return np.sum(X, axis=3)

# Feature vectors.
Y = np.empty((Ngenres, Nclips, Nvectors, 2, n))
Y[:,:,:,0,:] = aggregate(X)  # Aligned.
Y[:,:,:,1,:] = aggregate(X[:,:,Nframes_per_vector/2:,:])  # Ovelapped.
datinfo(Y, 'Feature vectors')

# Free memory.

Feature vectors visualization

Visualize all feature vectors of a given clip.


  • Classical music seems to have a much denser spectrum than blues, which may explain why these two classes are easily identifiable using $X_s$.
  • Country seems to have strong low frequencies.
In [ ]:
genre, clip = 0, 7
fig = plt.figure(figsize=(8,5))
fig.suptitle('12 feature vectors each covering 5 seconds with 50% overlap')
for vector in range(Nvectors):
    for k in range(2):
        i = vector*2+k
        ax = fig.add_subplot(4, 3, i)
        ax.set_xlim((0, n))

Data preparation for classification

  1. Rearrange dataset as a 2D array: number of samples x dimensionality.
  2. Optionally scale the data.
  3. Generate labels.
  4. Optionally split in training and testing sets.
  5. Optionally randomize labels for testing.


  • Scaling is necessary for classification performance (both accuracy and speed). 'std' scaling is not well suited to our histogram-like feature vectors which are not at all Gaussian distributions. Prefer 'minmax', i.e. scale features in [0,1]. Moreover this scaling will preserve the sparsity when dealing with sparse codes $Z$.
In [ ]:
def prepdata(a, b, c, test_size=None, scale=None, rand=False):
    """Prepare data for classification."""
    # Squeeze dataset to a 2D array.
    data = Y.reshape((a*b), c)
    if c == n:
        assert np.all(data[31,:] == Y[0,2,3,1,:])
    elif c == Nvectors*2*n:
        assert np.all(data[Nclips+2,:] == Y[1,2,:,:,:].reshape(-1))

    # Independently rescale each feature.
    # To be put in an sklearn Pipeline to avoid transductive learning.
    if scale is 'std':
        # Features have zero norm and unit standard deviation.
        data = preprocessing.scale(data, axis=0)
    elif scale is 'minmax':
        # Features in [0,1].
        data -= np.min(data, axis=0)
        data /= np.max(data, axis=0)
    #print(np.min(data, axis=0))
    #print(np.max(data, axis=0))
    # Labels.
    target = np.empty((a, b), dtype=np.uint8)
    for genre in range(Ngenres):
        target[genre,:] = genre
    print('{} genres: {}'.format(Ngenres, ', '.join(labels[:Ngenres])))

    # Be sure that classification with random labels is no better than random.
    if rand:
        target = np.floor(np.random.uniform(0, Ngenres, target.shape))
        print('Balance: {} {}'.format(np.sum(target == 0), np.sum(target == 1)))

    # Training and testing sets.
    if test_size is not None:
        X_train, X_test, y_train, y_test = cross_validation.train_test_split(
            data, target, test_size=test_size)  # random_state=1
        print('Training data: {}, {}'.format(X_train.shape, X_train.dtype))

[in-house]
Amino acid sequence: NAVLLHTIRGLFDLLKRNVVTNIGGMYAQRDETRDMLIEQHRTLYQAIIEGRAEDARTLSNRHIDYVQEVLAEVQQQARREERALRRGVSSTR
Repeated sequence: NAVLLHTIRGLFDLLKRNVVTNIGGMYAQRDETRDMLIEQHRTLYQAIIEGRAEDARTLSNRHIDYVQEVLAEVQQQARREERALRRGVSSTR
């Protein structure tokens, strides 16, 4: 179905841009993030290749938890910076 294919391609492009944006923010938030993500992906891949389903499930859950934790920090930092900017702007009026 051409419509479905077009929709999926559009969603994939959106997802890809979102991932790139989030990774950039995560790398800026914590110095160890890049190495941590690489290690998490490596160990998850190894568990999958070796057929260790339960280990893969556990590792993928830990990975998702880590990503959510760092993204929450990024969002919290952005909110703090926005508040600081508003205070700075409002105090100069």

print('Testing data: {}, {}'.format(X_test.shape, X_test.dtype))
        print('Training labels: {}, {}'.format(y_train.shape, y_train.dtype))
        print('Testing labels: {}, {}'.format(y_test.shape, y_test.dtype))
        return X_train, X_test, y_train, y_test
        print('Data: {}, {}'.format(data.shape, data.dtype))
        print('Labels: {}, {}'.format(target.shape, target.dtype))
        return data, target

Linear SVM

  • Each feature vector gets a genre label.
  • Classification with linear Vector Support Machine (SVM).
  • Fast to train.
  • Scale well to large dataset.
  • Two implementations: liblinear (sklearn LinearSVC) and libsvm (sklearn SVC and NuSVC)
  • Multi-class: "one-vs-one" approach (Knerr et al., 1990) (sklearn SVC and NuSVC) and "one-vs-the-rest" (sklearn LinearSVC)


  • We can predict genre labels of individual frames with good accuracy using CQT spectrograms only.
  • SVC vs NuSVC vs LinearSVC:
    • 10-fold cross-validation with 10 classes (default $C=1$ and $\nu=0.5$):
      • SVC (0.56) yields better accuracy than LinearSVC (0.53) than NuSVC (0.51)
      • SVC (303s) and LinearSVC (296s) faster than NuSVC (501s)
    • SVC does often not converge if data is not scaled
    • LinearSVC may be more scalable (in the number of samples)
  • Hyper-parameters:
    • $C$ seems to have little impact.
    • $\nu$ has a great impact on speed: lower is slower

Open questions:

  • Which multi-class strategy to adopt: one-vs-all or one-vs-one ?
    • sklearn states that one-vs-all is the most common strategy
  • Determine $C$ or $\nu$.
In [ ]:
# Instantiate a classifier.

if svm_type is 'C':
    clf_svm = svm.SVC(kernel=kernel, C=C)
elif svm_type is 'nu':
    clf_svm = svm.NuSVC(kernel=kernel, nu=nu)
#clf_svm = svm.LinearSVC(C=1)
In [ ]:
# Try the single feature vector classifier (linear SVM).
if True:
    # Split data.
    X_train, X_test, y_train, y_test = prepdata(
        Ngenres, Nclips*Nvectors*2, n, test_size=0.4,
        scale=scale, rand=False)
    # Train., y_train)
    # Test.
    y_predict = clf_svm.predict(X_test)
    acc = metrics.accuracy_score(y_test, y_predict)
    print('Accuracy: {:.1f} %'.format(acc*100))

Majority voting

Final dimensionality reduction step:

  • Each of the 12 feature vectors of a clip gives a vote. We choose the genre with the highest number of votes.
  • Implemented as a custom classifier which embeds an SVM for individual feature vectors classification.
  • Alternative implementation: insert in a sklearn pipeline after SVC.


  • Accuracy on whole clips is indeed better than accuracy on individual feature vectors.
  • clf_svm_vote.confidence is useful to observe if a class is harder to differentiate.
In [ ]:
# Define and instantiate our custom classifier.